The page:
Ashish Nehra, who was recently recalled to the Indian squad for the upcoming T20 series in Australia, has urged greater consistency in the selection of fast bowlers for national duty. Speaking to ESPNcricinfo, Nehra said that it was important to "look after and nurture" fast bowlers to ensure they can have an extended stint at the international level.

"For ODIs and T20s, you have to choose your five-six bowlers, that these are the guys we are going to back," Nehra said. "I know it is very difficult sometimes for the captain and selectors; sometimes when you lose series you are picking different bowlers and nobody settles in. Injuries are a major part of fast bowling as well, like we've seen with [Mohammed] Shami, Ishant [Sharma] and Mohit [Sharma]. Even if you see Australia right now, Nathan Coluter-Nile, [Mitchell] Starc and [Pat] Cummins are all injured, so Australia is almost playing with their second string of bowlers.

"If somebody says India doesn't have talent, I won't agree. But the only thing is you have to look after them well, nurture and support them. When Test cricket is not on and you have three-four bowlers who only play T20s and ODIs, you have to keep an eye on them. How to look after fast bowlers is very important, if you want them to sustain for 10-12 years and play for India. When they are young, 90% of fast bowlers don't know what to do. When they mature, sometimes it's too late."

"If I go to Australia and play the World T20 and deliver, people will say 'Oh he should have been there earlier. If I don't people will say it was right that they didn't pick him!' That's how it works in India."

Nehra last played for India in the semi-final of the victorious 2011 World Cup campaign against Pakistan. After missing the final due to a finger injury, he was overlooked for nearly five years before being recalled on the back of an impressive IPL season, where he finished fourth on the wicket-takers list with 22 scalps from 16 games. Nehra, who will turn 37 in April, admitted that while the disappointment of being ignored for such a long period will linger, he is looking to make the most of this opportunity on the home stretch of his career.

"I was surprised when they weren't picking me for the last two-three years to be honest," he said. "Better late than never, hopefully I can do well, I am just working hard. If I go to Australia and play the World T20 and deliver, people will say 'Oh he should have been there earlier.' If I don't, people will say, 'It was right that they didn't pick him!' That's how it works in India. Whatever is gone is gone, I am just looking forward and hopefully everything will go my way.

"I have always worked hard to play international cricket. Once you have been there, you know how much pleasure you get playing for India. There were times when it was very difficult for me to motivate myself, despite not being picked, to go to the gym or ground and train. It was difficult. Age is just a number for me. If you can keep yourself fit, you can keep playing."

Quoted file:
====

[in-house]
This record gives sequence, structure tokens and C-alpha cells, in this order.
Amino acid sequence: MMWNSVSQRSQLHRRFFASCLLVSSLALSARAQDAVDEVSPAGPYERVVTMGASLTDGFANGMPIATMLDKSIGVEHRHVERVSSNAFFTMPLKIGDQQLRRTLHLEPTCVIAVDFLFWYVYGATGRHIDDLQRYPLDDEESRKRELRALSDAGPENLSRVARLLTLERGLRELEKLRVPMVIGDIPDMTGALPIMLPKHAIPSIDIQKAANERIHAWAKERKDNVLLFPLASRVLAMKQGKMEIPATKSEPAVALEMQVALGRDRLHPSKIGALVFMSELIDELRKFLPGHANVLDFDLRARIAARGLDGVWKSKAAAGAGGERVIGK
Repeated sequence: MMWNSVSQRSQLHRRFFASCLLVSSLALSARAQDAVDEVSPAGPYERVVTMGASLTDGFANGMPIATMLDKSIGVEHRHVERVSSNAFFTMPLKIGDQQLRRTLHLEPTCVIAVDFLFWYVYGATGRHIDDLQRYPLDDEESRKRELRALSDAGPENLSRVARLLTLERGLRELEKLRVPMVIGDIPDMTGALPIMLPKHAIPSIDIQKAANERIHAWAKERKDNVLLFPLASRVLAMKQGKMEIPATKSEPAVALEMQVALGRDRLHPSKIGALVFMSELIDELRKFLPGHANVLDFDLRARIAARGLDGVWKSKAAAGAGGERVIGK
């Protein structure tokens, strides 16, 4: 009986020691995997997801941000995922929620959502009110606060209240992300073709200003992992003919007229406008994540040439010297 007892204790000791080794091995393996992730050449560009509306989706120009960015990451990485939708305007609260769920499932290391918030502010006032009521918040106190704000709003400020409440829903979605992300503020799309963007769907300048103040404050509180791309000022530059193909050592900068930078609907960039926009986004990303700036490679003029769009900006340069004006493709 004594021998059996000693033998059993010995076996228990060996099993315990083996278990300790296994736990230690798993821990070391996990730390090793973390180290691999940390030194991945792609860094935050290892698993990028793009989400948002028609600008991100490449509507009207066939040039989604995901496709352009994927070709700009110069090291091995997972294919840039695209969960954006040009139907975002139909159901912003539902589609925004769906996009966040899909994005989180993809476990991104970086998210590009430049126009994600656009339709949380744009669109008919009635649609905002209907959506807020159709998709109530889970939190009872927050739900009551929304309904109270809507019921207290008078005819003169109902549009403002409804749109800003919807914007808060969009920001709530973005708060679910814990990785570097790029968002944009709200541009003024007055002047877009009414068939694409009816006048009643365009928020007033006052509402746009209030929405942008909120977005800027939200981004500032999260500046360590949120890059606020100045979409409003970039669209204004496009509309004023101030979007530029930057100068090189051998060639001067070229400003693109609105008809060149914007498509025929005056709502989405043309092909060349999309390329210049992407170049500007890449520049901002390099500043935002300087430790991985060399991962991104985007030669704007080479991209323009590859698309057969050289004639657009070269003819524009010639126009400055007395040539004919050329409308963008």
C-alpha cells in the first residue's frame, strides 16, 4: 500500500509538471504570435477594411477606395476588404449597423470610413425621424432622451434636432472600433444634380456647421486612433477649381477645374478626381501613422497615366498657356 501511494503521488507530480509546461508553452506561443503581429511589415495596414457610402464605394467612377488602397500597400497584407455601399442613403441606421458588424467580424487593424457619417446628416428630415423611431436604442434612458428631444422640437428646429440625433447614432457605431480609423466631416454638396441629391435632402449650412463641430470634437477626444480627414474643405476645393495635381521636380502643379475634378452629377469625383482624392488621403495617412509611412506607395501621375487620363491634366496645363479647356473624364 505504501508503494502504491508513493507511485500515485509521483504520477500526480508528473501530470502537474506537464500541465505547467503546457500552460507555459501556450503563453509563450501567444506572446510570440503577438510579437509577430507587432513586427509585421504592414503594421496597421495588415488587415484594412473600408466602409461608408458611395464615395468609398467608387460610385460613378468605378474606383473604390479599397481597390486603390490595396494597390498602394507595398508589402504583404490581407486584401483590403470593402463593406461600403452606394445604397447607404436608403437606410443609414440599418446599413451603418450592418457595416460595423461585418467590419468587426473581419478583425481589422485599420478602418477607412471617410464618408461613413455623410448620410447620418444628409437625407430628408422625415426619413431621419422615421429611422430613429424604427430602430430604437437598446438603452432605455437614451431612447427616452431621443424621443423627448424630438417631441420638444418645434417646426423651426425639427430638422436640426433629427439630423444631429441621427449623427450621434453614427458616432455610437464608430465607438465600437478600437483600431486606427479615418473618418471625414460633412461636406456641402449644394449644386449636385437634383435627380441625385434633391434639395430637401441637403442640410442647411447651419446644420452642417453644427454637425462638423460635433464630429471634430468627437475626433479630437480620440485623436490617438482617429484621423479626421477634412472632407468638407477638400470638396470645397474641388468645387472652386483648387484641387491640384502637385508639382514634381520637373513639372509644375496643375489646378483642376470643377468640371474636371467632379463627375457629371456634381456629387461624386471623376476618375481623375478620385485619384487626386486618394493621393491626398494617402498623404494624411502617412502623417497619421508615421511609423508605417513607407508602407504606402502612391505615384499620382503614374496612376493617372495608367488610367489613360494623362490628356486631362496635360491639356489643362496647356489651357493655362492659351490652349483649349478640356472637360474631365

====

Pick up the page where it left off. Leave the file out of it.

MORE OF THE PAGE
Since featuring in the IPL final for Chennai Super Kings in May, Nehra hasn't played much competitive cricket. Over this domestic season he has played only one game of the 50-over Vijay Hazare Trophy and two games of the ongoing Syed Mushtaq Ali T20 Trophy for his state team Delhi.

He will not be playing in the Super League stage of the Mushtaq Ali tournament starting later this week despite making himself available as Delhi has decided to give its younger bowlers a run. Nehra though isn't worried about the lack of match practice leading into the series in Australia.

"Some people really want match practice, I am among those who wants a lot of practice," he explained. "Most of the time I like to practice in open nets, so I get the same kind of feeling. If I am bowling well in the nets or to a single wicket, I get that confidence, that's how I have been playing for the last seven-eight years, this is not the first time I will be doing it.

"People say T20 is a young man's game, all those theories I don't believe in. You have to be on top of your game, especially as a bowler and the kind of job I do, bowling two-three of the first six overs and one or two in the last four. In the sub-continent or outside also these days, wickets will be flat. You have to be physically fit and mentally strong, especially as a bowler. It's a fast game but I have been playing IPL, and that's a big boost. The intensity is as good as international cricket."

Nehra has identified being selected for the World T20 as his major "goal" before taking a call on his international future. He is also eager to mentor India's emerging crop of fast bowlers on his return to the dressing room after this long hiatus.

"This is a short tour, but whatever little I can help the youngsters, I will," he says. "If I can play till the World T20, I will definitely look at that job, I have done it for CSK and I really enjoyed it. Most of the bowlers have different strengths, but you can't buy experience. I made my debut 17 years ago. In the sub-continent, somebody like me, who has had so many injuries, undergone 10-12 surgeries, still standing there and playing the fastest format of all, it has taught me something which I can pass on to the youngsters and give my experience."

Gaurav Kalra is a senior editor at ESPNcricinfo. @gauravkalra75